How the Greatest Depression Can Benefit Single Women

Reverend Gene Robinson. Photo: Getty Images

For all of the worry and fear the Greatest Depression has inflicted on us thus far, it has also, in some ways, been kind of good. For instance, a lot of things that weren't available to decent, hard-working New Yorkers in non-preposterous income brackets are now much more accessible: Real-estate prices have gone down, nice restaurants are offering specials, Barneys New York is having awesome sales.

And in yesterday's "Sunday Styles" section, we caught sight of something that indicated a thaw was on the way in an area long overdue for a correction:

One mother in TriBeCa, who is married, at least for now, to a Wall Street executive, put it rather bluntly: “My job was to run the household and the children’s lives,” she said. “His job is to provide us with a nice lifestyle.” But his bonus has disappeared, and his annual pay has dropped to $150,000 from $800,000 a year. “Let me just say this,” she said, “I’m still doing my job.”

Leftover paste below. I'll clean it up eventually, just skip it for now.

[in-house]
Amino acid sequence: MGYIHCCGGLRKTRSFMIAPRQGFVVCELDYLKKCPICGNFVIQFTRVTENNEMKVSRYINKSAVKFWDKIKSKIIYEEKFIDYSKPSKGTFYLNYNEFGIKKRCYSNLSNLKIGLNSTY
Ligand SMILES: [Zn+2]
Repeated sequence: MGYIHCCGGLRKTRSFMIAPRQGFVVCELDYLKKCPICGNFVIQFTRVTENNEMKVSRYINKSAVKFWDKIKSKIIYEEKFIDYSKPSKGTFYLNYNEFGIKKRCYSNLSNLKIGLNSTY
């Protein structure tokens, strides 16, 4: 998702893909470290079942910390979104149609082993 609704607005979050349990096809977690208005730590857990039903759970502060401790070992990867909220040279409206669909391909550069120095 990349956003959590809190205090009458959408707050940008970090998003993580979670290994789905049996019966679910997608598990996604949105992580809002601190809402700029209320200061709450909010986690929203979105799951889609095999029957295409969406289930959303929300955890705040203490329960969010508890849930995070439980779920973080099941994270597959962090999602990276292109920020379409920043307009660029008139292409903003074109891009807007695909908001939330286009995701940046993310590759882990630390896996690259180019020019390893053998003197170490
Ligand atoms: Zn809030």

Yes. To paraphrase Warren Buffett, when the tide goes out, you get to see who's swimming naked — and you also, apparently, get to see which trophy wives are heinous, loathsome, shallow bitches. And to paraphrase Buffett again, or to just totally rephrase him: When others are bitches, be greedy, bitches!

Ladies, you'll want to get yourselves one of these dudes. Sure, in the short-term, things will be hard: The divorce and the child support will eat what's left of his paycheck, he'll struggle with self-doubt, self-pity, self-loathing. But really, is that any worse than dating, like, a musician? Plus, this investment is practically guaranteed to appreciate: In four years, when the economy has recovered, he'll be raking in the cash again, and more important, grateful and kind, since at least you're not a vile hell-demon, like his first wife.

Daddy's Home, and a Bit Lost [NYT]